CLEVELAND -- It began with a tumble. Francisco Lindor ripped a pitch into the right-field corner at Comerica Park for his first Major League hit, but then the Indians' rookie shortstop slipped on first base, fell to the ground and laughed as he quickly recovered and retreated to the bag.
Lindor's season ended with a surge. After that humorous introduction to the Major Leagues, the shortstop thrived in what developed into one of the greatest rookie seasons in Indians history. His remarkable showing culminated in a runner-up finish to Houston's Carlos Correa for the American League Rookie of the Year Award in voting by the Baseball Writers' Association of America on Monday.
"I'm not disappointed," Lindor said. "I'm here with my family, my agent and people I love. That's what means a lot. You build memories and those stick with you for the rest of your life. I'm just enjoying the ride and I'm blessed to play the game, and I'm honored and blessed to even be mentioned as a finalist."
While Lindor came up short for the annual honor, there is no denying that Correa -- a catalyst for an Astros team that reached the postseason -- was deserving of the accolade. Correa finished with 17 first-place votes and a total of 124 points, while Lindor ended with 13 first-place votes and 109 points in a close race. Twins slugger Miguel Sano finished third in the voting with 20 points.
Lindor was thrilled for Correa, a fellow Puerto Rican native.
"I'm happy for him," Lindor said. "He had a great season and I'm glad the award is staying in Puerto Rico. He deserved it. He had a great season and hopefully he'll have a lot more seasons to come like that."
There should be no shame in finishing second for Lindor. Cleveland's list of Rookie of the Year runners-up in team history includes the likes of CC Sabathia, Manny Ramirez, Kenny Lofton and Rocky Colavito. The Indians' last winner of the AL's top rookie honor was catcher Sandy Alomar Jr., who took home the hardware in 1990.
"Correa is a special, young player. And, you know what? So is Lindor," Indians manager Terry Francona said. "This doesn't change one iota of this kid's future. It was a vote and he lost out to a really special player, but that takes away nothing from how we feel about this kid, or how we view his future."
Alomar, Joe Charboneau ('80), Chris Chambliss ('71) and Herb Score ('55) are the only Rookie of the Year recipients for the Indians.
The case for Lindor was strong, considering the way he strengthened the defense, ignited the offense and injected the dugout and clubhouse with his infectious, youthful energy. When the Indians called the 22-year-old up from Triple-A on June 14, the club was reeling. His electric second half helped pull the Indians back into contention until the final week.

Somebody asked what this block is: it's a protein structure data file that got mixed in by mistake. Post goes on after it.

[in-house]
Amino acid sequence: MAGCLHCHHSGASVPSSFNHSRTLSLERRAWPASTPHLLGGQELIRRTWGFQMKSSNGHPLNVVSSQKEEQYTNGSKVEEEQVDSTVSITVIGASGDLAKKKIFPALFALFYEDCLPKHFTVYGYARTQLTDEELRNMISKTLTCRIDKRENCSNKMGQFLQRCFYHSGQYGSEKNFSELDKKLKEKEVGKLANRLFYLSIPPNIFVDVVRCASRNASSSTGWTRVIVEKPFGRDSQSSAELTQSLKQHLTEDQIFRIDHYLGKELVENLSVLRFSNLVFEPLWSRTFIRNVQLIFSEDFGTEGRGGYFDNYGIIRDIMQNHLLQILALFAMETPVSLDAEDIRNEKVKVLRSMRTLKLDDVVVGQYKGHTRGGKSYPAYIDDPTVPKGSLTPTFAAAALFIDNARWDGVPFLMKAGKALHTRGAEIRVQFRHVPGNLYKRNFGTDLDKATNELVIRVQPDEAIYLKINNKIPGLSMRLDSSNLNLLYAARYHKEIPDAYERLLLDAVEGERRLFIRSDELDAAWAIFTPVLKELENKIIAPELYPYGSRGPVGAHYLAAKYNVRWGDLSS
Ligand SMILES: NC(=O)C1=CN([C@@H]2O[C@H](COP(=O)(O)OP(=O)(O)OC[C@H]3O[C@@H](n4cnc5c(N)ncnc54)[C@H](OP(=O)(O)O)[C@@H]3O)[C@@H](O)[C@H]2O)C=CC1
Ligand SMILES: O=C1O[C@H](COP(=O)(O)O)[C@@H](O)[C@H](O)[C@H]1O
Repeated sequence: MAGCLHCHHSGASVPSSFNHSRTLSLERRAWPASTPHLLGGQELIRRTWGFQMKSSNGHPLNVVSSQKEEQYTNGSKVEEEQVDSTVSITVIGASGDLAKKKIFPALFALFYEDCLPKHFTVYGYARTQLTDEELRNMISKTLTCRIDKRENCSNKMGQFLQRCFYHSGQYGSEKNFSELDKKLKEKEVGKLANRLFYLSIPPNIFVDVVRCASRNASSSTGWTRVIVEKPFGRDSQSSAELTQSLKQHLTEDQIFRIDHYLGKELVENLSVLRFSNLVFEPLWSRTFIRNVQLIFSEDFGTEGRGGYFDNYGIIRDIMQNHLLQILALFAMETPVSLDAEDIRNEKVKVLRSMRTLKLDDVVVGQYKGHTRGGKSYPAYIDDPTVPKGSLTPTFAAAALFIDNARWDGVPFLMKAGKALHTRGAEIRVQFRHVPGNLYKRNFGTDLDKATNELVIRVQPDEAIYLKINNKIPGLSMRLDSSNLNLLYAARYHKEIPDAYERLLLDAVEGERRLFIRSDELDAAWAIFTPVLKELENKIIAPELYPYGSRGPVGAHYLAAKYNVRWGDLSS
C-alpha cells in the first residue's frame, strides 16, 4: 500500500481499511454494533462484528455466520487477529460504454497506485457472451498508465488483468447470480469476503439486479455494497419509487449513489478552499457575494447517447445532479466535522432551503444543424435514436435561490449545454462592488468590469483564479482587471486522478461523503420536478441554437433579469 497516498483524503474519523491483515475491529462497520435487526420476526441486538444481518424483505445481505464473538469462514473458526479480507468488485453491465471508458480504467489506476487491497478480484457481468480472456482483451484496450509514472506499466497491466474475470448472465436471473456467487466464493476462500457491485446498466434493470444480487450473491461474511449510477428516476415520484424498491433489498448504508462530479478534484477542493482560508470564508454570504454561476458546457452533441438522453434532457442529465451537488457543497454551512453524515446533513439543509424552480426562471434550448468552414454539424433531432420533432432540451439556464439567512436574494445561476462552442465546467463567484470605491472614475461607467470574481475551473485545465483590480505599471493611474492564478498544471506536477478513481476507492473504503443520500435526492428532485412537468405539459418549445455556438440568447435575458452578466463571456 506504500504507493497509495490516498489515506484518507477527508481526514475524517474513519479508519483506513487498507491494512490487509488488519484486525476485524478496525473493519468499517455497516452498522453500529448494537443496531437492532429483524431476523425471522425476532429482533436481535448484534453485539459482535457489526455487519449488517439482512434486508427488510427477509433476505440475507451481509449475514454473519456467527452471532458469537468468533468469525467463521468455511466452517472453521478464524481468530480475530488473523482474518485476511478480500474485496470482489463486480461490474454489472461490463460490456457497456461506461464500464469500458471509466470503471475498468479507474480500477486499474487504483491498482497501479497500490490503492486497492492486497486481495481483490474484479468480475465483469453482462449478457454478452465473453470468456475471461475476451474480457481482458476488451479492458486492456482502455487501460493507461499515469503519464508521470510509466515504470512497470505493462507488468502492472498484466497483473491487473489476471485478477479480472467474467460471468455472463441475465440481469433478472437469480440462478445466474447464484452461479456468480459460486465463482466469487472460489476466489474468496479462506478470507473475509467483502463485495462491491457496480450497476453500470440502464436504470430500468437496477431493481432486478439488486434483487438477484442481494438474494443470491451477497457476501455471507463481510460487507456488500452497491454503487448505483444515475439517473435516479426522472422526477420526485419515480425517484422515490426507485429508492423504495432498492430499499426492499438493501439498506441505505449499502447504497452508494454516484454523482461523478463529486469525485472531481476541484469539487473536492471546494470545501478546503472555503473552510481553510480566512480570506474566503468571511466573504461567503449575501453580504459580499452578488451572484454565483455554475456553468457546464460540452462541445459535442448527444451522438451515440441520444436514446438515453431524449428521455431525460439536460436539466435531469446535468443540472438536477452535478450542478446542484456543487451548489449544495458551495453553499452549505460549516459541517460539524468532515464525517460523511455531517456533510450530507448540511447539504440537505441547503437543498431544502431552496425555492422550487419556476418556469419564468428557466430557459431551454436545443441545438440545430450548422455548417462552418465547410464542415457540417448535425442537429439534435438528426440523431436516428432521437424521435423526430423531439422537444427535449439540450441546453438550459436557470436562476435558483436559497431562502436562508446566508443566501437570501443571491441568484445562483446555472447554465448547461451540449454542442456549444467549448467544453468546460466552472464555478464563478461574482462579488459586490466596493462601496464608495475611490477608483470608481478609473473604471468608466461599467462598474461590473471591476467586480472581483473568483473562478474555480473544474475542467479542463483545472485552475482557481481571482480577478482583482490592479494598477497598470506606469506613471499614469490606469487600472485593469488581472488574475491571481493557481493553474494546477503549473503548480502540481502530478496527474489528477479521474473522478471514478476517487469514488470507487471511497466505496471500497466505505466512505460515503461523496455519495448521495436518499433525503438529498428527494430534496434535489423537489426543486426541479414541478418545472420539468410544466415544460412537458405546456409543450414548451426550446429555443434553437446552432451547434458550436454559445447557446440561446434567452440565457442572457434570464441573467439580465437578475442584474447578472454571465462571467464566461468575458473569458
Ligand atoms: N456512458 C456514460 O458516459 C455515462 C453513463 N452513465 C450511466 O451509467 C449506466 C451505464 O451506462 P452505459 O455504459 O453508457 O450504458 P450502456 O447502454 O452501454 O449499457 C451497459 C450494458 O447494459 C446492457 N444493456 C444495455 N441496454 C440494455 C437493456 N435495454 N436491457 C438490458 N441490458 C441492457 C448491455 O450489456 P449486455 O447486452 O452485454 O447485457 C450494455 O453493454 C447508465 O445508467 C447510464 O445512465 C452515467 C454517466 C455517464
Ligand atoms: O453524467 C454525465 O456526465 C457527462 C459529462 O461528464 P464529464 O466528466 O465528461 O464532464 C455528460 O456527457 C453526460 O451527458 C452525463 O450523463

In his first game on the day of his promotion, Lindor gave fans a glimpse of both his ability and personality. In his second career at-bat, he yanked an offering from Detroit's Joakim Soria into right field for what should have been a double. After his trip and retreat on his first career hit, Lindor pointed to Tigers first baseman Miguel Cabrera, jokingly accusing him of tripping him.
Asked if he was happy that things got better from there, Lindor laughed.
"I'm very happy," he replied. "Very, very, very happy."
That smile was constant for the rest of the summer, one in which Lindor soared under the spotlight.
Lindor's defense was seemingly a part of Cleveland's daily highlights down the stretch. One example came Aug. 15, when he ranged to his right, dove and snared a sharply-hit grounder hit by Minnesota's Trevor Plouffe. Lindor swiftly regained his footing and fired to second base, initiating one of the more incredible double plays of the year for the Indians.
Lindor's offense exceeded expectations. He was an all-around threat in the batter's box, but displayed some surprising power, too. Perhaps his best at-bat came Aug. 23, when Lindor pulled a pitch from Yankees setup man Dellin Betances into a sea of bleacher creatures in the Bronx for an eighth-inning, game-deciding home run.
"The home run off Betances certainly kind of grabbed your attention," Francona said.
Added Lindor: "It was big, because that day I helped the Indians win. If we would've lost, that at-bat would have meant nothing. We won and that's why it sticks out to me."
At times, Lindor seemed to defy physics. Consider what happened Sept. 1 in Toronto. Lindor sent a sure single to left field, but the shortstop wanted more. He sprinted to second base and arrived at the same time as the relay throw. As Blue Jays second baseman Ryan Goins went to apply the tag, Lindor slid in head-first, rolling onto his left side while escaping the infielder's reach. Lindor then slapped the ground, shouted and pumped his arms in celebration of his jaw-dropping double.
Lindor finished with the highest average among AL rookies, hitting at a .313 clip with an AL-leading .345 average in the second half. He compiled 12 home runs, 22 doubles, four triples, 27 walks, 50 runs scored and 51 RBIs in 99 games for Cleveland. The shortstop stole 12 bases in 14 attempts and finished with a .353 on-base percentage and .482 slugging percentage.
In the field, Lindor accumulated 10 Defensive Runs Saved, representing the most among all AL shortstops and the most in a season by a Cleveland shortstop since 2003 (Omar Vizquel). Lindor's performance on the left side played an integral role in transforming the Tribe defense from baseball's worst a year ago to one of the best groups in the AL by the end of this season.
"There was a lot of factors in our defense," Francona said. "But I would say Lindor was the primary one, just because of the position he plays and the way he played it."
Lindor's was a season worthy of recognition.
In the end, much like his first career hit, the shortstop simply fell a bit short.